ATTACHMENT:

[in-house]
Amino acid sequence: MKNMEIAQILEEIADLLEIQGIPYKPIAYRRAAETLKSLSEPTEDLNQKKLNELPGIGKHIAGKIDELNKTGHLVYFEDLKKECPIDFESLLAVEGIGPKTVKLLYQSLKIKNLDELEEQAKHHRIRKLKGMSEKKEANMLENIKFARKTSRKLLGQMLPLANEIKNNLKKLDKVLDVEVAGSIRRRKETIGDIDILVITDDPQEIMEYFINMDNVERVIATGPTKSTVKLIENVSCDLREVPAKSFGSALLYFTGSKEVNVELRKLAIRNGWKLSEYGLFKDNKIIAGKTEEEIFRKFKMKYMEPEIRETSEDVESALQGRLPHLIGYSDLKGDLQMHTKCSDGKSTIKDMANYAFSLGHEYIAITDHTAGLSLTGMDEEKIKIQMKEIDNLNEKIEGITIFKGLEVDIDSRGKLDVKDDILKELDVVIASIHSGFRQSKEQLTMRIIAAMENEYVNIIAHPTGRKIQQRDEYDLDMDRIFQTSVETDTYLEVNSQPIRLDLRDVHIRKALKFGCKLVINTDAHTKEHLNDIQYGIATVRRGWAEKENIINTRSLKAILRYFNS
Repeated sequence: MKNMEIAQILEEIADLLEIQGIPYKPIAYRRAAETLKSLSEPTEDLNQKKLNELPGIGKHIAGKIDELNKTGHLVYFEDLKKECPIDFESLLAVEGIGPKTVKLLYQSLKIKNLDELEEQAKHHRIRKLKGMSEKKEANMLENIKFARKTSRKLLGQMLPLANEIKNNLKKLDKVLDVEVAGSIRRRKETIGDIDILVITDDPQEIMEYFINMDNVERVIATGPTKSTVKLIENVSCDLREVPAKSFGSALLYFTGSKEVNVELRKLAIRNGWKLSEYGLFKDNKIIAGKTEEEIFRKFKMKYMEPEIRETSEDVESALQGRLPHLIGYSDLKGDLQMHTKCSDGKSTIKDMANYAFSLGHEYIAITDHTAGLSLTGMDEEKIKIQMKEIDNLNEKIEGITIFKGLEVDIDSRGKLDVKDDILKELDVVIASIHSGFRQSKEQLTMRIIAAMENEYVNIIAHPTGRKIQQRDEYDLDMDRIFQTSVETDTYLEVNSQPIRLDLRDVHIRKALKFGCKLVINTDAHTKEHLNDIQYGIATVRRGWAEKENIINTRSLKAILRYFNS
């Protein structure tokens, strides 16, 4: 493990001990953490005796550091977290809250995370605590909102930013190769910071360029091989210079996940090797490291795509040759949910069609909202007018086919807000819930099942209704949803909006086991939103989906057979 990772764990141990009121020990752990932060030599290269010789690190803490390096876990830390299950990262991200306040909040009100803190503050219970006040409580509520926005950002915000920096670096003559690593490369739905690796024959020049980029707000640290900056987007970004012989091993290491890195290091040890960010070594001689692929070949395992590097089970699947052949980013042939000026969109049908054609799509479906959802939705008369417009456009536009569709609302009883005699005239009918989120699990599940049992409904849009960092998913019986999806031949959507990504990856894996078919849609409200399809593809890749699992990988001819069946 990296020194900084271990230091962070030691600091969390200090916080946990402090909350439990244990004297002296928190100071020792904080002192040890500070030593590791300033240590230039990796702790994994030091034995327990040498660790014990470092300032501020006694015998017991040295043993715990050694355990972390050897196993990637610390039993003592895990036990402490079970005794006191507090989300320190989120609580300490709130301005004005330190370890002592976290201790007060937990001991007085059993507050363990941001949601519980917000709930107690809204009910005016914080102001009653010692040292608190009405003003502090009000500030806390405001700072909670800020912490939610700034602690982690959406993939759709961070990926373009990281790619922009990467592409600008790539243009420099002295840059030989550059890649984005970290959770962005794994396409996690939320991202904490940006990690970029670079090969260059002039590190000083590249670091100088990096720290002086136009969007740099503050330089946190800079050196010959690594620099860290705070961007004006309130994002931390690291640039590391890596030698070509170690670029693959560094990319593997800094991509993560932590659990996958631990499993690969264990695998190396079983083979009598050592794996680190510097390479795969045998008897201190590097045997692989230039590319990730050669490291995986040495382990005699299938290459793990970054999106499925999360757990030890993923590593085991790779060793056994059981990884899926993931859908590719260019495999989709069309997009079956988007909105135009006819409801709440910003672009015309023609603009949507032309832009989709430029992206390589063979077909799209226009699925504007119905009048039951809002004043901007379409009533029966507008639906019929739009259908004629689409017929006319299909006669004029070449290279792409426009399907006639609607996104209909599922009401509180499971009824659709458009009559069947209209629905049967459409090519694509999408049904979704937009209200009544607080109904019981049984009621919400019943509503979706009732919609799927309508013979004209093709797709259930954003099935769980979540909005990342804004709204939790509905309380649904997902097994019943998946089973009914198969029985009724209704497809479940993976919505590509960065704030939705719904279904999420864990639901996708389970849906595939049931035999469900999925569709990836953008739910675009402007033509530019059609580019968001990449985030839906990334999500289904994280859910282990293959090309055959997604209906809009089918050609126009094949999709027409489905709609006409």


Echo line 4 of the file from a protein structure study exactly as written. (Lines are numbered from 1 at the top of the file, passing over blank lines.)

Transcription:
């Protein structure tokens, strides 16, 4: 493990001990953490005796550091977290809250995370605590909102930013190769910071360029091989210079996940090797490291795509040759949910069609909202007018086919807000819930099942209704949803909006086991939103989906057979 990772764990141990009121020990752990932060030599290269010789690190803490390096876990830390299950990262991200306040909040009100803190503050219970006040409580509520926005950002915000920096670096003559690593490369739905690796024959020049980029707000640290900056987007970004012989091993290491890195290091040890960010070594001689692929070949395992590097089970699947052949980013042939000026969109049908054609799509479906959802939705008369417009456009536009569709609302009883005699005239009918989120699990599940049992409904849009960092998913019986999806031949959507990504990856894996078919849609409200399809593809890749699992990988001819069946 990296020194900084271990230091962070030691600091969390200090916080946990402090909350439990244990004297002296928190100071020792904080002192040890500070030593590791300033240590230039990796702790994994030091034995327990040498660790014990470092300032501020006694015998017991040295043993715990050694355990972390050897196993990637610390039993003592895990036990402490079970005794006191507090989300320190989120609580300490709130301005004005330190370890002592976290201790007060937990001991007085059993507050363990941001949601519980917000709930107690809204009910005016914080102001009653010692040292608190009405003003502090009000500030806390405001700072909670800020912490939610700034602690982690959406993939759709961070990926373009990281790619922009990467592409600008790539243009420099002295840059030989550059890649984005970290959770962005794994396409996690939320991202904490940006990690970029670079090969260059002039590190000083590249670091100088990096720290002086136009969007740099503050330089946190800079050196010959690594620099860290705070961007004006309130994002931390690291640039590391890596030698070509170690670029693959560094990319593997800094991509993560932590659990996958631990499993690969264990695998190396079983083979009598050592794996680190510097390479795969045998008897201190590097045997692989230039590319990730050669490291995986040495382990005699299938290459793990970054999106499925999360757990030890993923590593085991790779060793056994059981990884899926993931859908590719260019495999989709069309997009079956988007909105135009006819409801709440910003672009015309023609603009949507032309832009989709430029992206390589063979077909799209226009699925504007119905009048039951809002004043901007379409009533029966507008639906019929739009259908004629689409017929006319299909006669004029070449290279792409426009399907006639609607996104209909599922009401509180499971009824659709458009009559069947209209629905049967459409090519694509999408049904979704937009209200009544607080109904019981049984009621919400019943509503979706009732919609799927309508013979004209093709797709259930954003099935769980979540909005990342804004709204939790509905309380649904997902097994019943998946089973009914198969029985009724209704497809479940993976919505590509960065704030939705719904279904999420864990639901996708389970849906595939049931035999469900999925569709990836953008739910675009402007033509530019059609580019968001990449985030839906990334999500289904994280859910282990293959090309055959997604209906809009089918050609126009094949999709027409489905709609006409």